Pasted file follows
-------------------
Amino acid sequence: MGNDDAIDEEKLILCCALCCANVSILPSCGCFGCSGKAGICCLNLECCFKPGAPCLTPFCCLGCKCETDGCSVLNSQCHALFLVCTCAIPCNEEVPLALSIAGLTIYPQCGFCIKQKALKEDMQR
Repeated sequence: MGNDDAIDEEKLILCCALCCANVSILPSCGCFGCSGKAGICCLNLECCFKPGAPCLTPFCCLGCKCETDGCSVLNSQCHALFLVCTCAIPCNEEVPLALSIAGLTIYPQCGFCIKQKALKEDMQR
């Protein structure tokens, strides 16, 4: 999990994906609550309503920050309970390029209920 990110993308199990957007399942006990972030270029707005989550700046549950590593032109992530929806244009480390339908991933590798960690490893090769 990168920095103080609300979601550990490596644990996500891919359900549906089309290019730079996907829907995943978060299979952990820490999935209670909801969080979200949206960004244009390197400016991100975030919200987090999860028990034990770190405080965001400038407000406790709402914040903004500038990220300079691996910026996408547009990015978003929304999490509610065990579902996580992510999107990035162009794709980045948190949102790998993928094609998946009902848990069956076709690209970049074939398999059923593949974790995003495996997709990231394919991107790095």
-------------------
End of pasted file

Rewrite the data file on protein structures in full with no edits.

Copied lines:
Amino acid sequence: MGNDDAIDEEKLILCCALCCANVSILPSCGCFGCSGKAGICCLNLECCFKPGAPCLTPFCCLGCKCETDGCSVLNSQCHALFLVCTCAIPCNEEVPLALSIAGLTIYPQCGFCIKQKALKEDMQR
Repeated sequence: MGNDDAIDEEKLILCCALCCANVSILPSCGCFGCSGKAGICCLNLECCFKPGAPCLTPFCCLGCKCETDGCSVLNSQCHALFLVCTCAIPCNEEVPLALSIAGLTIYPQCGFCIKQKALKEDMQR
């Protein structure tokens, strides 16, 4: 999990994906609550309503920050309970390029209920 990110993308199990957007399942006990972030270029707005989550700046549950590593032109992530929806244009480390339908991933590798960690490893090769 990168920095103080609300979601550990490596644990996500891919359900549906089309290019730079996907829907995943978060299979952990820490999935209670909801969080979200949206960004244009390197400016991100975030919200987090999860028990034990770190405080965001400038407000406790709402914040903004500038990220300079691996910026996408547009990015978003929304999490509610065990579902996580992510999107990035162009794709980045948190949102790998993928094609998946009902848990069956076709690209970049074939398999059923593949974790995003495996997709990231394919991107790095």